Stiff Shoes: Shoes should be stable, but flexibility is also key. They should bend in the spot where the toes bend.

Shoes That Don't Fit Properly: Shoes that are too big or too small can pinch or strain feet. As you age, your feet may grow wider and longer, and your shoe size may change, so measure your feet regularly.

High Heels: If you have to wear high heels, try varying the shoe and the heel height during the week.

Same Shoes Every Day: Alternating shoes on different days can help keep feet limber.

Eliza Barclay

Foot pain in Hannan's study most commonly came from bunions, but people also had hammertoes, corns, calluses, flat feet and a very painful condition called plantar fasciitis. All of these conditions get worse with age, Hannan says.

The problem is also exacerbated by the obvious: Shoes — heels, pointy and narrow — that just don't fit. Men tend to buy ill-fitting shoes that are too big, which can present support problems.

But for women, the problems are more varied. Toes squished into pointy shoes. Foot bones crunched into shoes that are too narrow. And feet smooshed into shoes that are just too small. Heels, of course, put added pressure on the ball of the foot, and if the ball of the foot is squished into a pointy toe box, the problem is even worse.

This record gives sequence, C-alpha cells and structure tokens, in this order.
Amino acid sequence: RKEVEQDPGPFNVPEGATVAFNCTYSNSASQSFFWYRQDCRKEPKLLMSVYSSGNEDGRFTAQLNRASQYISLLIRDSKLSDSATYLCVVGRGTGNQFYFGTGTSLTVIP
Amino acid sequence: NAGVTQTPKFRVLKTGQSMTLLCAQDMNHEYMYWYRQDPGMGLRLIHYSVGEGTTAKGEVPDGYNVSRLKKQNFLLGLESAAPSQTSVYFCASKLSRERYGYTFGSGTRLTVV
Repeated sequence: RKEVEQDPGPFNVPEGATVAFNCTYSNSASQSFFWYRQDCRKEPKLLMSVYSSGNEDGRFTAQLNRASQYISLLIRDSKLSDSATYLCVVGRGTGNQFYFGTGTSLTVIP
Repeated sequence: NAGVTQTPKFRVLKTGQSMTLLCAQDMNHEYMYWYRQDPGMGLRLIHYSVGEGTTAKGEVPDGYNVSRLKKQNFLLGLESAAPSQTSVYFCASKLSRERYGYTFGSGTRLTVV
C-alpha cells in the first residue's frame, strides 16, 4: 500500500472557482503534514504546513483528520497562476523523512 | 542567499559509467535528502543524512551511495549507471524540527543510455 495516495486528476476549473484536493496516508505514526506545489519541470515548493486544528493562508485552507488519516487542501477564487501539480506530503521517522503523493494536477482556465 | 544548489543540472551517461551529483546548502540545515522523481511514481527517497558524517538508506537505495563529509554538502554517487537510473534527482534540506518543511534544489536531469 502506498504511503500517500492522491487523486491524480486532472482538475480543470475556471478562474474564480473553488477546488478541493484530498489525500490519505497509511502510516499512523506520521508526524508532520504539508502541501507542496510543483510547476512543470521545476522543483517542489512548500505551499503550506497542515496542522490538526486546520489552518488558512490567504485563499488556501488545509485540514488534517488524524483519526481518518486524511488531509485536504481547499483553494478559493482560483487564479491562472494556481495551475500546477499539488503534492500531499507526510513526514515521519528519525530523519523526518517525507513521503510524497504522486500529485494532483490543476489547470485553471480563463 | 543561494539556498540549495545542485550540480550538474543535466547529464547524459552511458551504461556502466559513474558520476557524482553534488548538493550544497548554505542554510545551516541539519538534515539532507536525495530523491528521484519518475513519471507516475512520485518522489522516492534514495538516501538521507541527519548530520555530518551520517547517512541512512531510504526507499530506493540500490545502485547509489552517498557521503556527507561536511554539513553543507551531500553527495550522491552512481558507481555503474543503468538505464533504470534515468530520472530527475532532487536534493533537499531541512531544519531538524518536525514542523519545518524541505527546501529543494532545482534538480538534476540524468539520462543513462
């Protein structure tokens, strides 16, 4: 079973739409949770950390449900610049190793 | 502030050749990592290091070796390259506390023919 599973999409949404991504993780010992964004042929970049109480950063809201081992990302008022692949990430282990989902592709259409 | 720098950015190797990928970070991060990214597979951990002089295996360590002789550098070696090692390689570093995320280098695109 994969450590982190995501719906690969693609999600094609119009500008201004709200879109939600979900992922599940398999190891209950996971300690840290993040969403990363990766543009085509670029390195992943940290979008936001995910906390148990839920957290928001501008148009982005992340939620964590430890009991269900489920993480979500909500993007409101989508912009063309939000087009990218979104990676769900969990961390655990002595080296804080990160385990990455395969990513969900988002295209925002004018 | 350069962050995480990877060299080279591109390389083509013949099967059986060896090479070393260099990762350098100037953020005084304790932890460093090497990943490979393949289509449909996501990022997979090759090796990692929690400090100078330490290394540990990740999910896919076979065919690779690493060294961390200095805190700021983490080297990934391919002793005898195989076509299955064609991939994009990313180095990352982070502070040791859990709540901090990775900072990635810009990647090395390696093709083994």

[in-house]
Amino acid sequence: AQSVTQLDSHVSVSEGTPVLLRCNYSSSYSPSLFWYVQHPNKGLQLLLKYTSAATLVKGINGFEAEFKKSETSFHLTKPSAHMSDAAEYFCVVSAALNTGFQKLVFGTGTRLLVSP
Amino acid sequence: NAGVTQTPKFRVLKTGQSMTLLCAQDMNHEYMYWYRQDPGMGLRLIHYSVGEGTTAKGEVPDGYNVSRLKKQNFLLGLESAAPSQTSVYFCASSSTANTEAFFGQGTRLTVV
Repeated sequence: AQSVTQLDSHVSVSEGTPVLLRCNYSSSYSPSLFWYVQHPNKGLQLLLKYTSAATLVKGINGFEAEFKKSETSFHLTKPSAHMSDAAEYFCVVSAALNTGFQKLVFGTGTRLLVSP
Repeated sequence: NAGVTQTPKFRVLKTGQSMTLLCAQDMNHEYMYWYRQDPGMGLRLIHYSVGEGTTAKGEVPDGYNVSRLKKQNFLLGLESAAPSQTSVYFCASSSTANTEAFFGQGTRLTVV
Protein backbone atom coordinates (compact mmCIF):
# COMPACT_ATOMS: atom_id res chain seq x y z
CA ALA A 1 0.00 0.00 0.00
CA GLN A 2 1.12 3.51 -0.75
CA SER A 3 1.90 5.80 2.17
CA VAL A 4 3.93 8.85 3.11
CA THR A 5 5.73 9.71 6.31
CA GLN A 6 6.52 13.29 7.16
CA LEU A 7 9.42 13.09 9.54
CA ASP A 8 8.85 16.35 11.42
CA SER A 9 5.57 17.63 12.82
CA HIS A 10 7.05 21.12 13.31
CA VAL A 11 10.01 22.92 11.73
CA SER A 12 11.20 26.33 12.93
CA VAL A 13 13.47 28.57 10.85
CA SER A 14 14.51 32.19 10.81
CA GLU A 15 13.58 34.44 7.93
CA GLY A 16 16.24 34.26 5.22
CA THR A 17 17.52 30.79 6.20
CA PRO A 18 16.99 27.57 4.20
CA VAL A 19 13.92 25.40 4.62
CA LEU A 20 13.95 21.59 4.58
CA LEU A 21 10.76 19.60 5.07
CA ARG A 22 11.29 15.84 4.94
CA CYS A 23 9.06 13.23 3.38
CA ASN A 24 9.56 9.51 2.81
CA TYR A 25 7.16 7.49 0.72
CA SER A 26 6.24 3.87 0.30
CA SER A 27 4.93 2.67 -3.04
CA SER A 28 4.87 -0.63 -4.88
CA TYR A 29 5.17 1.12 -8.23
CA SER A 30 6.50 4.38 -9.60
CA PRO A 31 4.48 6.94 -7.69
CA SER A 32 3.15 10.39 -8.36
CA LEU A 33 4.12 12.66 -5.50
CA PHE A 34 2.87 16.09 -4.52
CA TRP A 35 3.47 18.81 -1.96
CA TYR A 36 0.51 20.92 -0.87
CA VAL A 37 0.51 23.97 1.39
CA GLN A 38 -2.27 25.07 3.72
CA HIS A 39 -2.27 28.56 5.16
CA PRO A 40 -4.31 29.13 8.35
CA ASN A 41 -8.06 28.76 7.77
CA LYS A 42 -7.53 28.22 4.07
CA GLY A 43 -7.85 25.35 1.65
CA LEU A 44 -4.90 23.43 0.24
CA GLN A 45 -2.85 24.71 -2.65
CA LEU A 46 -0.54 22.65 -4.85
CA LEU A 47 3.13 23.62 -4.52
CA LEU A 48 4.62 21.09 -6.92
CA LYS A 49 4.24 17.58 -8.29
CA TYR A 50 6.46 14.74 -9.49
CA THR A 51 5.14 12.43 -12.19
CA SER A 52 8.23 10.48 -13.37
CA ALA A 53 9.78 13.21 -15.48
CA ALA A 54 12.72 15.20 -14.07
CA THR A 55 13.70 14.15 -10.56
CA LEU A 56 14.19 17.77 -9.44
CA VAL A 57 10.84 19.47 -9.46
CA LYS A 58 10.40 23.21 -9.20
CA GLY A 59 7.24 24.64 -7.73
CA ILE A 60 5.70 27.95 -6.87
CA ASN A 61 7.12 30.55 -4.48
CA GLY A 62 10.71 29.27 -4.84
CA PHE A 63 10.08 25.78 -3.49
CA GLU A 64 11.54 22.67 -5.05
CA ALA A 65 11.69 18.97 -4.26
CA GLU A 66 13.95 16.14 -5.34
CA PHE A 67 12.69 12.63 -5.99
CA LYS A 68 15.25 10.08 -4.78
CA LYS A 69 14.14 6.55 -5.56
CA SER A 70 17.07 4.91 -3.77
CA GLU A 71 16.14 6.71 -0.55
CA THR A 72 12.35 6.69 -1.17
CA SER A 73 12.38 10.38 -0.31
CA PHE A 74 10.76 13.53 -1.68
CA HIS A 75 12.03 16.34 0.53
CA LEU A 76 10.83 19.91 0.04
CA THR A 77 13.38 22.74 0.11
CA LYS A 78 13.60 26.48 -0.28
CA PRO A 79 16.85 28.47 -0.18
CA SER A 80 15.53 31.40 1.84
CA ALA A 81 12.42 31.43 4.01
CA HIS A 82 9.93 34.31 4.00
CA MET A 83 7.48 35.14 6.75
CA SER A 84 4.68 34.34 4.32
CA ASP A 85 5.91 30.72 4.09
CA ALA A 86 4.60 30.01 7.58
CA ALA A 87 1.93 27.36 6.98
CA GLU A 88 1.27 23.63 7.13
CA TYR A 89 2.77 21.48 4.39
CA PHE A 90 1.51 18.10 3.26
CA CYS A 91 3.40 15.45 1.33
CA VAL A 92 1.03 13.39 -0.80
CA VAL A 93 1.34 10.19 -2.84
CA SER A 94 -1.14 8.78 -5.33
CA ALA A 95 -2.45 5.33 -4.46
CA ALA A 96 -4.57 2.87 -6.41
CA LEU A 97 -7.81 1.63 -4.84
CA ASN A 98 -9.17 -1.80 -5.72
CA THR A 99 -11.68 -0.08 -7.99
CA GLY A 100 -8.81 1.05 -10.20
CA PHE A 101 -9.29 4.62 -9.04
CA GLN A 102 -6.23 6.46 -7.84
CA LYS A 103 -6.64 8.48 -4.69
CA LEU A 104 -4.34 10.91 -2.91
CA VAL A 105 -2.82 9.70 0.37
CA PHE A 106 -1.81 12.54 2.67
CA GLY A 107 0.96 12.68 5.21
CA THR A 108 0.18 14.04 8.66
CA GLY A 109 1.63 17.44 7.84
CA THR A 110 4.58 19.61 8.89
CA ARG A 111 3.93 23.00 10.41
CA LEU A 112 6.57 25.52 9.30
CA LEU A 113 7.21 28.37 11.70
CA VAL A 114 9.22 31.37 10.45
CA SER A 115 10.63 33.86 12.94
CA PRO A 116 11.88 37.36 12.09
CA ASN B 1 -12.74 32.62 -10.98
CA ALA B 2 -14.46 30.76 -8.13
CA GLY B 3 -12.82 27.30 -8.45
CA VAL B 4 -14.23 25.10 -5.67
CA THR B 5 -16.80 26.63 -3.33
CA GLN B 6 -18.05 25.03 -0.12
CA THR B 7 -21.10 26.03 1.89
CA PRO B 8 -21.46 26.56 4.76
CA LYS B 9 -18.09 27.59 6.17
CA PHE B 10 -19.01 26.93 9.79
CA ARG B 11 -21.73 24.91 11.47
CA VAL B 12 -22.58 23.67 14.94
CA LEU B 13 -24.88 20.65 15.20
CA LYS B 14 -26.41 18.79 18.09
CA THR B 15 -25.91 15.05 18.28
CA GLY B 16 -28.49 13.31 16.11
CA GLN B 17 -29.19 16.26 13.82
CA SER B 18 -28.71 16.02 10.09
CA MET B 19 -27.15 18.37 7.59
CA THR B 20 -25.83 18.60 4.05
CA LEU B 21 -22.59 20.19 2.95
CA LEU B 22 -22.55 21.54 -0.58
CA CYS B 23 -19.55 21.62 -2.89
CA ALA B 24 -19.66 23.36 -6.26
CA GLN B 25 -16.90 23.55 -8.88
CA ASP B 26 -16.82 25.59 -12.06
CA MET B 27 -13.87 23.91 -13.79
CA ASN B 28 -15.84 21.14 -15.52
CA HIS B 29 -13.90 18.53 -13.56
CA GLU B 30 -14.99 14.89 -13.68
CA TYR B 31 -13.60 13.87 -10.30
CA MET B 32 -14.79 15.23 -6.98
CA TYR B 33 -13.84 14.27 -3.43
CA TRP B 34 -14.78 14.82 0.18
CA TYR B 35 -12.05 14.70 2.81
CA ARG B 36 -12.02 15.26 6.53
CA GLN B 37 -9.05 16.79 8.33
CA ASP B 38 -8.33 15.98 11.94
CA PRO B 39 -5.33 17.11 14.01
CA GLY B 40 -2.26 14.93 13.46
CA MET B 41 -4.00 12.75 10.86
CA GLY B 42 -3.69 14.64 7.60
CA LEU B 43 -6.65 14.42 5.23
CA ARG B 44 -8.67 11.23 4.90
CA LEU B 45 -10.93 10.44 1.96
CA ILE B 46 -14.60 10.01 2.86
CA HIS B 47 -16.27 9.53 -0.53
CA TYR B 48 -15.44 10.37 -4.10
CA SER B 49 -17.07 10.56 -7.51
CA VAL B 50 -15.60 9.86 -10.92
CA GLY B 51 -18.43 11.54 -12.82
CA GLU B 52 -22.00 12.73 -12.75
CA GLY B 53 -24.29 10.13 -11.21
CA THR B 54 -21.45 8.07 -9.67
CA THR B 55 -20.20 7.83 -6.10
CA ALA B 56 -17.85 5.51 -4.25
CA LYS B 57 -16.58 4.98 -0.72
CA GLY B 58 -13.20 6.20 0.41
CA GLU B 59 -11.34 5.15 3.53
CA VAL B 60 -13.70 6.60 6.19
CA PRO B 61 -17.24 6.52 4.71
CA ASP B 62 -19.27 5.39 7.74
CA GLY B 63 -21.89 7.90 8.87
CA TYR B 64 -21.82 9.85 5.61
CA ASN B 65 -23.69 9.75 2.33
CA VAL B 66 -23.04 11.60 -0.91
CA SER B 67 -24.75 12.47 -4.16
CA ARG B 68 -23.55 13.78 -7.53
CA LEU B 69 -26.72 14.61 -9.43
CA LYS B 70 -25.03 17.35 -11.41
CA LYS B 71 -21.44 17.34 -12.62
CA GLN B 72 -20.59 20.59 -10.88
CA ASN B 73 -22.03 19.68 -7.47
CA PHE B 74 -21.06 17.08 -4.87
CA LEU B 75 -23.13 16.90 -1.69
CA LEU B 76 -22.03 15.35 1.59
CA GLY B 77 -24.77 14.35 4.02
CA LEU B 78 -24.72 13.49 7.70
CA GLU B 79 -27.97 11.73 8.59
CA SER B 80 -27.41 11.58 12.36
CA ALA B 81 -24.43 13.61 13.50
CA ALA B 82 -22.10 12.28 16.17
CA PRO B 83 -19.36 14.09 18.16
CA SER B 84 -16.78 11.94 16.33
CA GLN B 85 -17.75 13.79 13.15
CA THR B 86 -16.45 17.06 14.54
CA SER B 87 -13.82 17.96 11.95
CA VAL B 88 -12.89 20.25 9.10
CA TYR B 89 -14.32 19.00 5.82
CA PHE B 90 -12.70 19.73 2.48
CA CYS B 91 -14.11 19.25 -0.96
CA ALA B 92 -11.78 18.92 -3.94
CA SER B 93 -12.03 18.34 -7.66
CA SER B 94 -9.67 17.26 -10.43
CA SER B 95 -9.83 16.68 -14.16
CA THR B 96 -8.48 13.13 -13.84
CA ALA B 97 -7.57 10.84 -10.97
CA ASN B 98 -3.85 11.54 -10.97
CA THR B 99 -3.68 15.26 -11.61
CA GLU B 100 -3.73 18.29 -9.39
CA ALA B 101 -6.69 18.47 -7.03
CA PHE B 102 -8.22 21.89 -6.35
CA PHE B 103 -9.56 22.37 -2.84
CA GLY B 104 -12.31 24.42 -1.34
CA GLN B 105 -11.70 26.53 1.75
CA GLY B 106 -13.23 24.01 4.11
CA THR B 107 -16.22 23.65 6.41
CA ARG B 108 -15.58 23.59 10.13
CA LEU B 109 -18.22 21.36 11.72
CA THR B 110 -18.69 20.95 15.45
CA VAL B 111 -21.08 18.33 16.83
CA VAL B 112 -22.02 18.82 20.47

And, unfortunately as we age, our feet can feel the brunt.

"Our feet can actually get wider, and they can change shape," says Emily Cook, the podiatrist. "They can change size. You can lose flexibility within your joints. Certain foot deformities — bunions, hammertoes" — can worsen over time.  Weakened ligaments and joints, arthritis and a thinning of the fatty pads on the bottom of our feet can also cause complications.

And men aren't exactly off the hook. The same things happen to the aging male foot. But because of the shoes women tend to wear, foot problems are far more common among women.

The New Shoe Remedy

Cook says there can be remedies. Many problems, she says, can be diminished by simply buying more appropriate shoes. And she offers a number of suggestions: First off, shoes should fit properly. It's best to buy shoes at the end of the day, as feet can swell as the day wears on. Also, get your feet measured routinely. Aging feet can get wider and longer. You may no longer be that size 6 at age 55.

You should be able to wiggle your toes in the shoe. They should not be crunched. The heel should offer support and shouldn't collapse when you squeeze the heel-box portion of the shoe. If shoes don't feel comfortable right away, don't buy them. And don't be fooled by the you-just-have-to-break-them-in argument. There's no such thing as a break-in period.

If you feel you have to wear dressy shoes or heels for work, try wearing different pairs on different days.